Paddocks – “the only way to graze sheep”
August 6, 2018
Enda McLernon, along with his father Peter run a flock of approximately 200 ewes outside Randalstown on the shores of Lough Neagh. The farm also supports a broiler breeder poultry enterprise which was started by Enda in 2015.
Enda is an active participant of his local Sheep Business Development Group (BDG) which is now into its third year. He has adopted many technologies in an attempt to make his farm more efficient and shares his experiences during group discussions, which is invaluable. The younger group members greatly appreciate Enda’s honesty and openness regarding what’s going on within his own farm. The experiences, both good and bad!
Some of the technologies that Enda has adopted are regular soil testing as he applies poultry litter to correct fertility levels on particular areas of the farm, blood sampling of ewes to determine mineral status and the need for supplementation prior to tupping, silage analysis to determine winter feed requirements and improving grass utilisation.
Improving grass utilisation through paddock grazing has provided the greatest benefit on the farm, and more noticeably during the current drought conditions. Enda and Peter are both great believers in the paddock system and have been operating a relatively easily managed simple paddock grazing system for 15 years.
They have 7 paddocks measuring approximately 2 acres each. The 170 ewes and lambs are moved onto a new paddock every 3 days or when the grass is eaten down to 4cm. There is flexibility in the system to allow 2 day or 4 day paddocks depending on grass growth. Enda understands that pre and post grazing heights are very important to maximise grass growth and to maintain grass quality and tries to move the flock into grass around 8-10 cm in height and out again at 4-5 cm. Enda skipped paddocks in the rotation this summer as grass growth was so rapid. He baled the surplus grass in these paddocks and this enabled him to graze at the proper sward height.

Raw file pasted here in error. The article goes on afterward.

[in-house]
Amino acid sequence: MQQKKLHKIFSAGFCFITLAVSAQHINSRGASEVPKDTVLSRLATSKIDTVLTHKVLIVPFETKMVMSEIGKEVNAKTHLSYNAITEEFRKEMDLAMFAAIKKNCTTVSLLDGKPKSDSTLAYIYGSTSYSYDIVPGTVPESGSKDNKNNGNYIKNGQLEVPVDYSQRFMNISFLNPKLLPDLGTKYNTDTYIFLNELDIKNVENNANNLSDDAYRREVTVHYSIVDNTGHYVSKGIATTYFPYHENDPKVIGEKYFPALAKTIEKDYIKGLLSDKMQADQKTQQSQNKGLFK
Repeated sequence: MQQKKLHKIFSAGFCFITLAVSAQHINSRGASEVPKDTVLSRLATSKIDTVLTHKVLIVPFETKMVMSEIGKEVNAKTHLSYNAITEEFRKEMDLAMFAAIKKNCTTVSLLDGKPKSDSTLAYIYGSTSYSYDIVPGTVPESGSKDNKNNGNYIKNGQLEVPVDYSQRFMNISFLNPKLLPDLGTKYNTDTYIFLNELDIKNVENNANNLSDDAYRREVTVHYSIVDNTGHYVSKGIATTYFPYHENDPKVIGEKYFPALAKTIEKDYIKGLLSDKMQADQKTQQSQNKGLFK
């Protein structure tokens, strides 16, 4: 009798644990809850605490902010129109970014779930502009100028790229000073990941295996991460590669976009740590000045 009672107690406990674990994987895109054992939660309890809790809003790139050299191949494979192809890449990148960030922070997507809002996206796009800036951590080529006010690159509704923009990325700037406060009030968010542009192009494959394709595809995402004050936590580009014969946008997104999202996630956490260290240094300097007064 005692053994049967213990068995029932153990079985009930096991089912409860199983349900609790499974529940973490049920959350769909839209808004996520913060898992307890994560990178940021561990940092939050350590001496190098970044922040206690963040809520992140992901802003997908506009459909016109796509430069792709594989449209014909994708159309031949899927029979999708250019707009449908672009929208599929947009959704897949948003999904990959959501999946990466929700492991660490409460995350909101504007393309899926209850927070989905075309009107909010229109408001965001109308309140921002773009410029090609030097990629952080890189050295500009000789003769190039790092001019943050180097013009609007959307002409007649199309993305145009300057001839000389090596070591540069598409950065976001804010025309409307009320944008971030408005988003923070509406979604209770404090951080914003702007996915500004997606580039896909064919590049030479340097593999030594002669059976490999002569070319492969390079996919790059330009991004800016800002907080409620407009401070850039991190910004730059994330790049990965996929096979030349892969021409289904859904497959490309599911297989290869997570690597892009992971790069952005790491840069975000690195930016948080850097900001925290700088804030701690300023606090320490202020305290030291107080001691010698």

Due to the abnormally dry conditions during July, grass growth slowed dramatically Enda weaned the lambs 2 weeks earlier than normal giving them priority over the ewes to graze grass.
Peter McLernon moving ewes between paddocks
on his farm near Randalstown
Peter agrees that some farms are not suited to paddock grazing but cannot understand why those which are suited, don’t use paddocks. He says “it’s the only way to properly graze ewes. The dairy man next door has done it for years so why can’t I”. Other farmers are put off at the thought of shifting sheep every 3 or 4 days but Peter counters this and says “It takes me 5 minutes to shift the sheep from one grazing paddock to the next. They get used to being moved and when grass is eaten down to 4 cm, it’s actually harder to keep them in the paddock than to move them out of it. At my age I’m not fit to run around a 10 acre field after ewes anymore”!
Peter McLernon demonstrating the simple electric
fencing gates used on his farm near Randalstown
Paddocks are here to stay on this farm and this father and son team are not afraid of change when it’s needed. Enda and his father benchmark annually and they find that it helps them to make sound business decisions.